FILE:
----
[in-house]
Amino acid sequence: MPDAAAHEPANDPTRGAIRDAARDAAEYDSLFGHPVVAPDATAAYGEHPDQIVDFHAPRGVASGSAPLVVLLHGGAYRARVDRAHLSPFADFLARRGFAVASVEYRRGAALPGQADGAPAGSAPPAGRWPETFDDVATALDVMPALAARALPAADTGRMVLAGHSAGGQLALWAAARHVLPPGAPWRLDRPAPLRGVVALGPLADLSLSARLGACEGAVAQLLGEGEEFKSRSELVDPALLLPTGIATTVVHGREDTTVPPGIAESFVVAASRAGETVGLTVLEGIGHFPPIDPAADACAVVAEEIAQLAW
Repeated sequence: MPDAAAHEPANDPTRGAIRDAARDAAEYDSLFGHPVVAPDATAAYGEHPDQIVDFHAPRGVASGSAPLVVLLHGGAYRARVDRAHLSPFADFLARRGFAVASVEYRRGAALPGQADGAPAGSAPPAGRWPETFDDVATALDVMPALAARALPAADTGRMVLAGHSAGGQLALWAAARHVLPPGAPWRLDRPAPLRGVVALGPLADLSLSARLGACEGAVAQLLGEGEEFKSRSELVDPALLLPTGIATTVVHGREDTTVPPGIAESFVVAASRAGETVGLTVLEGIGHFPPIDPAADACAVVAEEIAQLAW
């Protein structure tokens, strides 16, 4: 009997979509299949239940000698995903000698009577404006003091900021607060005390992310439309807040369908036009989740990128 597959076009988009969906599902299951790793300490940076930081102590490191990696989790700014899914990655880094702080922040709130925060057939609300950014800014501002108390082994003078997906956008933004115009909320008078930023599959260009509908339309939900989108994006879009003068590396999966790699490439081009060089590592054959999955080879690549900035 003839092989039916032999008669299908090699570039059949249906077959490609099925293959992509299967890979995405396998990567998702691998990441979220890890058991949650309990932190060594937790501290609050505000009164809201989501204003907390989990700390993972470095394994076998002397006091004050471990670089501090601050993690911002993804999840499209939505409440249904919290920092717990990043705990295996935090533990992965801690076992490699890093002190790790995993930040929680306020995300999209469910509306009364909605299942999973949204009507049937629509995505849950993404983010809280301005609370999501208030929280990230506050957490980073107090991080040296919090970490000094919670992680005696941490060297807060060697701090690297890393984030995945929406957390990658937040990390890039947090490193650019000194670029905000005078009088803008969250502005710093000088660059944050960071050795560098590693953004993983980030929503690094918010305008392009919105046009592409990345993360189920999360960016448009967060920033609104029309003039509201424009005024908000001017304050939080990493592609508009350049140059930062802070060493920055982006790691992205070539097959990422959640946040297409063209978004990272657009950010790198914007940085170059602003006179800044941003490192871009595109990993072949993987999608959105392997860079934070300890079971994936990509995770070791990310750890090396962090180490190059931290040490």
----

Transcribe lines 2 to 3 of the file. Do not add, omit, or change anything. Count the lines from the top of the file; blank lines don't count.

Amino acid sequence: MPDAAAHEPANDPTRGAIRDAARDAAEYDSLFGHPVVAPDATAAYGEHPDQIVDFHAPRGVASGSAPLVVLLHGGAYRARVDRAHLSPFADFLARRGFAVASVEYRRGAALPGQADGAPAGSAPPAGRWPETFDDVATALDVMPALAARALPAADTGRMVLAGHSAGGQLALWAAARHVLPPGAPWRLDRPAPLRGVVALGPLADLSLSARLGACEGAVAQLLGEGEEFKSRSELVDPALLLPTGIATTVVHGREDTTVPPGIAESFVVAASRAGETVGLTVLEGIGHFPPIDPAADACAVVAEEIAQLAW
Repeated sequence: MPDAAAHEPANDPTRGAIRDAARDAAEYDSLFGHPVVAPDATAAYGEHPDQIVDFHAPRGVASGSAPLVVLLHGGAYRARVDRAHLSPFADFLARRGFAVASVEYRRGAALPGQADGAPAGSAPPAGRWPETFDDVATALDVMPALAARALPAADTGRMVLAGHSAGGQLALWAAARHVLPPGAPWRLDRPAPLRGVVALGPLADLSLSARLGACEGAVAQLLGEGEEFKSRSELVDPALLLPTGIATTVVHGREDTTVPPGIAESFVVAASRAGETVGLTVLEGIGHFPPIDPAADACAVVAEEIAQLAW